Getting un-hooked

You Git

I have been using Git Hooks to sync local Hugo website files to my remote server. This has worked well, mostly, but I wondered if it was the most efficient way of syncing up.

I use Git on the local web structure and so have version control. Using Hooks allows me to upload to a remote location and then have the remote server copy the modified file into the live site directory,. This involves a few steps and some repetition and isn’t completely error free. If the Hooks location gets out of sync, which it did for me a couple of times I had no alternative, at least one that worked, but to recreate the Hook directory and start again.

While this isn’t a big issue but one I would rather avoid, if I can, and so I am now trying the old Rsync method.

I don’t know if it is a MacOS issue but rsync on Mac doesn’t seem to work as expected using the online example, for Linux, and so it took me some experimentation to get a command that worked.

Remote Sync or rsync to its friends

Rsync is a fairly simple tool available on most OS’s these days and was originally written in C back in 1996 and is used to synchronise files and local and remote computers. It is also available as a Daemon that runs in the background to keep locations in sync. I am not using that aspect as I only need to run a sync after I edit a post for this website.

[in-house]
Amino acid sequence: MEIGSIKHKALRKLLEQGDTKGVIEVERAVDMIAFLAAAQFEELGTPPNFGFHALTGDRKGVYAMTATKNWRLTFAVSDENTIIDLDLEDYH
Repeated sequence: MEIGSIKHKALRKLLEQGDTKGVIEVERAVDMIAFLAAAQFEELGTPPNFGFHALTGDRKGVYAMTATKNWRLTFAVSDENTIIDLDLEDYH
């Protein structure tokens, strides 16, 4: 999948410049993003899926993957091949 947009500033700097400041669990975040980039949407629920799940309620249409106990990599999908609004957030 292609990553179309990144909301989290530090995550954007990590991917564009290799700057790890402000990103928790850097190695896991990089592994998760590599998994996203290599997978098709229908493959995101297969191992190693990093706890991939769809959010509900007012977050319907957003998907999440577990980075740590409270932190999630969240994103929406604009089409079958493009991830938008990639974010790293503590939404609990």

The command I use in Hugo, to achieve this from my Mac to a remote Linux server is as follows:

rsync -uavP --delete public/<PATH TO>/html/website/

The options are explained in the Man page and the –delete option deletes files on the remote that aren’t on the local machine. This can be dangerous so it may be worth running --dry-run first -n is the short form.

The -uavP options are the ones that I had to figure out as the often proffered linux ones didn’t seem to work for me, no idea why. But it isn’t important now as these work for me.

In closing this is a fairly easy way of uploading to a server, and once I got the options figured out it seems to work quickly, the capital -P flag, “Partial & Progress”, shows progress and it is nice to see the files fly away.